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The 100-Second Guide To Gamification In Education

The 100-Second Guide To Gamification In Education
5 Reasons We Use Social Media 9.81K Views 0 Likes There are many reasons we use social media. From the basic to the more advanced, the tool is simply ubiqutious and addictive. This infographic sheds some light for us all.

Learning Simulation & Serious Game Profile: Family Of Heroes According to Clark Aldrich, a passionate advocate for the potential for learning simulations and serious games, a learning simulation is “an experience designed to rigorously help users develop competence and conviction. A learning simulation is a combination of modeling elements, entertainment (or game) elements, and instructional (or pedagogical) elements. These can range from pure media (which do not involve any other humans), to experiences that use coaches, teammates, competitors, and communities.” TeachThought will have much more on simulations later this week–including an interview with Aldrich on simulations and what makes them tick. The goal is for this database to eventually become a fully searchable online tool. The first example, Family of Heroes, appears below. Profile: Family of Heroes

Oxford University Press Plans to Gamify Classic Books | For the Win Maybe your younger days were consumed by the fantasy worlds from your favorite books. With each new story, you looked forward to bonding with the characters, embarking on a new journey, and, with any luck, living happily ever after. Or perhaps reading when you were younger was a torturous affair that could only be done if the right bribe or incentive were in place. Whatever the case may be, the recent partnership between Oxford University Press and mobile and social web game developer SecretBuilders is an exciting one. Oxford University Press announced that the partnership supports the “50 Great Reads Before 15” initiative, which transforms classics like Macbeth and Alice in Wonderland into engaging and interactive experiences. So for those kids who always anticipate their next reading adventure, they will be able connect in a deeper way to some of their favorite characters.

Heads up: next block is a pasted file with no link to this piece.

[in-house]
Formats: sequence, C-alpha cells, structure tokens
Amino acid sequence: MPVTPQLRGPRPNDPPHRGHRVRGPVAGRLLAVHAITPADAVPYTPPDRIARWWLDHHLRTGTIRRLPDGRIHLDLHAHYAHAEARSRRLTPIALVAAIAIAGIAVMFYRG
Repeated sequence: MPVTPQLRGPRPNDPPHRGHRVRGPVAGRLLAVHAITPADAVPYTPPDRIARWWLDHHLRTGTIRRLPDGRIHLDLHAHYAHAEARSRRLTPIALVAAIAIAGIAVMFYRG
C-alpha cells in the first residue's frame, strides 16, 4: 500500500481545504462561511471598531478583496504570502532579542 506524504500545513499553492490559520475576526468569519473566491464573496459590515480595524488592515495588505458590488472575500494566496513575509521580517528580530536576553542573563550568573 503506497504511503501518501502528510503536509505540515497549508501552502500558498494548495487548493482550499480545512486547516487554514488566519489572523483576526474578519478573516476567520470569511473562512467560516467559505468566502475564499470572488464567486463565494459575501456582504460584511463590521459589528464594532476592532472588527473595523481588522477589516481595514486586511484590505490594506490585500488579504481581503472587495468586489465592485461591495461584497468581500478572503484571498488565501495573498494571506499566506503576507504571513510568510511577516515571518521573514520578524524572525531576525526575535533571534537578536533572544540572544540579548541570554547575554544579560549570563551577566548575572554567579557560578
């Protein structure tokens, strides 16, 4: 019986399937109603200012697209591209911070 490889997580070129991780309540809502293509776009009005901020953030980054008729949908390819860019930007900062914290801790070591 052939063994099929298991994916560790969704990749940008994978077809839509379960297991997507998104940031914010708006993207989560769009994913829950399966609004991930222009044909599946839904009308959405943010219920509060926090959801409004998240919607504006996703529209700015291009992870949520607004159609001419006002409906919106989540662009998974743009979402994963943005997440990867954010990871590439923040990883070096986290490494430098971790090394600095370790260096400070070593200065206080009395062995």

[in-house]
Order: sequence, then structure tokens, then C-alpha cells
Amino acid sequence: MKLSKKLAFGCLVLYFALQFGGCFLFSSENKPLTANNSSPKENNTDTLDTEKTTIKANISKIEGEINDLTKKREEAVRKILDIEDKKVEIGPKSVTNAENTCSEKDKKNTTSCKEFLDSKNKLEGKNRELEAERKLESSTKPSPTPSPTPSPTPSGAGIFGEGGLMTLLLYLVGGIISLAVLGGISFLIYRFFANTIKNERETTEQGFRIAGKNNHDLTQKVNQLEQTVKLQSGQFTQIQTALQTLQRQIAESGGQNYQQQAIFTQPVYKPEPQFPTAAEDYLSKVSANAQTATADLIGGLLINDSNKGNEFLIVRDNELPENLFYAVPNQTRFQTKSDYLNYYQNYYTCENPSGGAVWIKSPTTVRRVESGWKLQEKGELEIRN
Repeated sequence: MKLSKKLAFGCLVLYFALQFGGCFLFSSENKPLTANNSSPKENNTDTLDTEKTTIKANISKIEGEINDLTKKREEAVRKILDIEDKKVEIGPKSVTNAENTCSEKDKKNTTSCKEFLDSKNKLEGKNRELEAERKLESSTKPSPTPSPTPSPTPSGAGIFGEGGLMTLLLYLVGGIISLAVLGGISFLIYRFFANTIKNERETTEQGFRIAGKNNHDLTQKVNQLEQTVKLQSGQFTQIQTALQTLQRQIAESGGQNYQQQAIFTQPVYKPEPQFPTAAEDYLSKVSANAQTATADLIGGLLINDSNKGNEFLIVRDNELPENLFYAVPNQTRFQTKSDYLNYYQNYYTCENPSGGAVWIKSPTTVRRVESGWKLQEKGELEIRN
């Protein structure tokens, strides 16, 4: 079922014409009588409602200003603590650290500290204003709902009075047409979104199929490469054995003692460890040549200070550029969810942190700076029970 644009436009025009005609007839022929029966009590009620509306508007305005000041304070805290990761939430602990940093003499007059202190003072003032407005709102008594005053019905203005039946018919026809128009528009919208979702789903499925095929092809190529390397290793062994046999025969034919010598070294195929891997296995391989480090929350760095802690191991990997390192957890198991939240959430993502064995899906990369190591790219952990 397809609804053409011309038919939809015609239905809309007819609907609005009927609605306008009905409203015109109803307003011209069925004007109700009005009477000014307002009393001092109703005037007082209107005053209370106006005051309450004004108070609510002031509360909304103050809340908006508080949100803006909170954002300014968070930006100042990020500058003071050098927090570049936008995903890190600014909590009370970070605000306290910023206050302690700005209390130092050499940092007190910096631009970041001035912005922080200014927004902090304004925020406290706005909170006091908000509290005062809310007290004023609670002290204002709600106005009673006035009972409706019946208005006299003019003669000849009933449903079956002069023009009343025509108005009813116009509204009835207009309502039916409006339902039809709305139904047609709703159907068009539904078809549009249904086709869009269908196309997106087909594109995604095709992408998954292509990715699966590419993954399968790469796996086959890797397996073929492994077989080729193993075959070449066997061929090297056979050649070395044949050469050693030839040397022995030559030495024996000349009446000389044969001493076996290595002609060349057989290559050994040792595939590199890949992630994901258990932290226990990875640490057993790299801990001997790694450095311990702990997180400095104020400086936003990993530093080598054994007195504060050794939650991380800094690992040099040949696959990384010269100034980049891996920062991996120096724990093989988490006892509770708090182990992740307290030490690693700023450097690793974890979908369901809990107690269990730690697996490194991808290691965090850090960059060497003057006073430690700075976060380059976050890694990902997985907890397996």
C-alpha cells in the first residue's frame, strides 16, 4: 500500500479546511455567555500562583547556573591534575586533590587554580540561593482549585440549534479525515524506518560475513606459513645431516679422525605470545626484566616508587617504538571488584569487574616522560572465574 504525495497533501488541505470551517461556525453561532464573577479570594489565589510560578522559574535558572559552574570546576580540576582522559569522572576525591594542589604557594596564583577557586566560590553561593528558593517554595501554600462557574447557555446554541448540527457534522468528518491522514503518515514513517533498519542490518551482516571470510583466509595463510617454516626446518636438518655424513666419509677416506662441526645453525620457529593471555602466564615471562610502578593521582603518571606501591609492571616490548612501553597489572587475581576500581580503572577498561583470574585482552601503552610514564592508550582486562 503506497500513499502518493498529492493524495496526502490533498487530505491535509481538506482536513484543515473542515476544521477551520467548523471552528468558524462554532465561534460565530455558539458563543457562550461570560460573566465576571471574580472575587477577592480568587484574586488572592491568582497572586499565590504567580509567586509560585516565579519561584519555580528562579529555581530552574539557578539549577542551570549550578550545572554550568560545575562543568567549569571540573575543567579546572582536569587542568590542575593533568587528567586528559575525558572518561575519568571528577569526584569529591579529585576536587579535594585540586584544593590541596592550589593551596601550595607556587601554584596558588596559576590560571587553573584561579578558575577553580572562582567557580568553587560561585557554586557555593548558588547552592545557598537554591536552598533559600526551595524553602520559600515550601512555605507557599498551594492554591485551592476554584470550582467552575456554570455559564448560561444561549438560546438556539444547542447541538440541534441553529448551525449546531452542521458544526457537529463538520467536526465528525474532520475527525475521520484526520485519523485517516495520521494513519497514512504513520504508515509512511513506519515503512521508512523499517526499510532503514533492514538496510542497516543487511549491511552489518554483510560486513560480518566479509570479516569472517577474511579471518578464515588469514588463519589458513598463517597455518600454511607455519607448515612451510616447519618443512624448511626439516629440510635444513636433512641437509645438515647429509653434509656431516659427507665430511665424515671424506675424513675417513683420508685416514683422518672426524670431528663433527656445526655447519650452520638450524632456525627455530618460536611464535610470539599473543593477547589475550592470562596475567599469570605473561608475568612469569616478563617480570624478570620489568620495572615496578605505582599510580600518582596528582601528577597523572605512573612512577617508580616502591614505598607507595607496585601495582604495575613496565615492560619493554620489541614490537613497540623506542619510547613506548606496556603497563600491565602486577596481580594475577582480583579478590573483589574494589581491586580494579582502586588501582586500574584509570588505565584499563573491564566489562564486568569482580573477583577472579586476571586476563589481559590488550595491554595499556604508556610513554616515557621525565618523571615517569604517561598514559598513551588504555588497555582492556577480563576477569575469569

A List of The Best Free Digital Storytelling Tools for Teachers 1- ZimmerTwins It is all about creative storytelling. ZimmerTwins is a web2.0 tool that allows students to give vent to their imaginative powers and exercise their storytelling skills from early stages to advances ones. 2- Digital Story Telling in The Classroom This section provides resources and materials for teachers to use with their students in storytelling. 3- Story Bird This is an awesome website that allows students and teachers to create short art inspired stories to read, share or print out. 4- Someries Someries is a fantastic storytelling site . 5- PicLits This is another awesome website where students can choose a picture and start drawing or writing a text on it to create a story. 6- Generator This is a creative studio space where students explore the moving image and create their own digital stories to share with others. 7- Capzles This is where you and your students can create rich multimedia stories with videos, photos, music, blogs and documents.